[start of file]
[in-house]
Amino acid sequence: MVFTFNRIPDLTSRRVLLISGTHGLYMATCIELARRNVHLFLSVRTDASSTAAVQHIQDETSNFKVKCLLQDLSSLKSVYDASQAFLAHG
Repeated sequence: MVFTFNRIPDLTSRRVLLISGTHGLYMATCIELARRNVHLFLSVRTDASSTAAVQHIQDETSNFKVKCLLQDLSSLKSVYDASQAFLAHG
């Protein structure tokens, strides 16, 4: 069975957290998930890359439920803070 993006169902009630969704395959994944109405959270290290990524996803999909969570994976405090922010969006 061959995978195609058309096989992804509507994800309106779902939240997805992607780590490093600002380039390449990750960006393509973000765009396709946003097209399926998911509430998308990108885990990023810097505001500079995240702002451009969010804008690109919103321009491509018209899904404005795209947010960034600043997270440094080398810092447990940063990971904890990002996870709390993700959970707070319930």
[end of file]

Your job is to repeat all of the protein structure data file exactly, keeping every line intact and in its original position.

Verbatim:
[in-house]
Amino acid sequence: MVFTFNRIPDLTSRRVLLISGTHGLYMATCIELARRNVHLFLSVRTDASSTAAVQHIQDETSNFKVKCLLQDLSSLKSVYDASQAFLAHG
Repeated sequence: MVFTFNRIPDLTSRRVLLISGTHGLYMATCIELARRNVHLFLSVRTDASSTAAVQHIQDETSNFKVKCLLQDLSSLKSVYDASQAFLAHG
């Protein structure tokens, strides 16, 4: 069975957290998930890359439920803070 993006169902009630969704395959994944109405959270290290990524996803999909969570994976405090922010969006 061959995978195609058309096989992804509507994800309106779902939240997805992607780590490093600002380039390449990750960006393509973000765009396709946003097209399926998911509430998308990108885990990023810097505001500079995240702002451009969010804008690109919103321009491509018209899904404005795209947010960034600043997270440094080398810092447990940063990971904890990002996870709390993700959970707070319930």